What does all this talk about the trauma of crucifixion have to do or say to the saints in Christ? First, a brief anecdote. I remember a man who heard, learned and understood the gospel message. He declared his decision to be immersed for the forgiveness of his sins. I was struck by what I heard from him. I also failed to discern. It was something which I had heard before, but I still missed it. He would not stop his talk about all that he was going to do for the cause of Jesus and taking the gospel message to his friends and family. Sounds impressive doesn’t it. Sounds promising doesn’t it. Sounds exciting doesn’t it.
Yet what may sound and seem good to our undiscerning ears is that we are listening to is a dead making plans. Dead men do not make breakfast plans. What awaits the believers is the dawn of a not only a new day, but a new life. A new in which all things are new. A new day in which whatever noble or selfish plans, thoughts and memory of those things are simply not part of the new day. This is the effect of blunt heart trauma.
How is then, that men and women, with no less seemingly good and noble intentions in Christ, go into the waters of their rebirth and emerge with the same mindset, same mentality, completed untouched, hardly changed and the transformation of blunt heart trauma of crucifixion being seriously questionable?
the walking dead
Is it any wonder why some saints will hold tenaciously to particular notions from their past? They mistakenly equate the teaching of scripture which they may have never read or never understood with what they had always heard. Dead men who have been born anew living with their notions and memory from the past? They walk in and among the assembly of the living as but as if they never experienced the trauma of crucifixion clutching in their hand the plans with which they went into their watery grave.
This is what he said to those in the church at Corinth whose confident boast was that they had known Jesus in the flesh during life and ministry:
For the love of Christ controls us, having concluded this, that one died for all,therefore all died;
15 and He died for all, so that they who live might no longer live for themselves, but for Him who died and rose again on their behalf.
16 Therefore from now on we recognize no one according to the flesh; even though we have known Christ according to the flesh, yet now we know Him in this way no longer. (II Corinthians 5:16)
Boasting has a way of displacing the love of Christ which controls us.
This absence of transformation of heart, mind, soul and strength was evident for Jesus in what he saw in the Sadducees, Pharisees and scribes who questioned him with their scenarios involving dead men and one woman. (Mark 12) The resurrection, in which the Sadducees did not believe, was at the heart of their question. The response by Jesus to them is one of my favorites because of the way he prefaces and ends (underlined) his response.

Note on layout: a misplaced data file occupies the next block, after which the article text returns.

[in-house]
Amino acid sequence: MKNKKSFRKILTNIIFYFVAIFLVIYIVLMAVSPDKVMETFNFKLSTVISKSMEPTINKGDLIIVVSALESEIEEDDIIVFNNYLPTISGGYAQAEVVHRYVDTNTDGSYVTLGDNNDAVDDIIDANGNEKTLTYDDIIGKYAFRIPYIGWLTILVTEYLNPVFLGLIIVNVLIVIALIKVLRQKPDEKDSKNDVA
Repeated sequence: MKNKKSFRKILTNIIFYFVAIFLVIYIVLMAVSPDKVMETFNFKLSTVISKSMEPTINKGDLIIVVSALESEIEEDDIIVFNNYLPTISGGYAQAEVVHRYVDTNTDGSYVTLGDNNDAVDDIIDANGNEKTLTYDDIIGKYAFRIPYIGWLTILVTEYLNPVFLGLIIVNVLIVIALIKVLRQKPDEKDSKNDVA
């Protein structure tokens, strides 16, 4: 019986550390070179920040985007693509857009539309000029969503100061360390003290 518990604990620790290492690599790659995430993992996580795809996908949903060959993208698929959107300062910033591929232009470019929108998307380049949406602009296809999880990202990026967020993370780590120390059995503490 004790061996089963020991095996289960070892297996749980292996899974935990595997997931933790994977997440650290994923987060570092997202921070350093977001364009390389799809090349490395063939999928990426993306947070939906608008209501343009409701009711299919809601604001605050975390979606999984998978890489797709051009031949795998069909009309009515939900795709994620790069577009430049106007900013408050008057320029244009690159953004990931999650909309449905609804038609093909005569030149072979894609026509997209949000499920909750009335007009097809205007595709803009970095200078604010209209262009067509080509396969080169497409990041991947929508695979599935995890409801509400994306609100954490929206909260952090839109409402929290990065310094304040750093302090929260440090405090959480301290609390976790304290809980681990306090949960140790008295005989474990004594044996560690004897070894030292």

Jesus said to them, "Is this not the reason you are mistaken, that you do not understand the Scriptures or the power of God?
25 "For when they rise from the dead, they neither marry nor are given in marriage, but are like angels in heaven.
26"But regarding the fact that the dead rise again, have you not read in the book of Moses, in the passage about the burning bush, how God spoke to him, saying, 'I AM THE GOD OF ABRAHAM, AND THE GOD OF ISAAC, and the God of Jacob '?
27 "He is not the God of the dead, but of the living; you are greatly mistaken."
There are two things in the Mark 12 passage which are commonly heard from the walking dead who avoid and resist the blunt heart trauma of crucifixion of the heart, mind, soul and strength. It is that, like the Sadducees, they are much better at conjuring up scenarios in defense of their views. These are views which they held quite tenaciously before coming to Jesus rather than the teaching of the scriptures. This is not surprising. They do not understand the scriptures or the power of God, hence, they are greatly mistaken. This lack of understanding and mistaken characteristic of them is true and evident in a multitude of matters of doctrine and faith as concerns the building up of the saints and the glory of Jesus as our Lord and Savior of the body of believers. Do not expect to see or be refreshed by rivers of water flowing from their innermost being.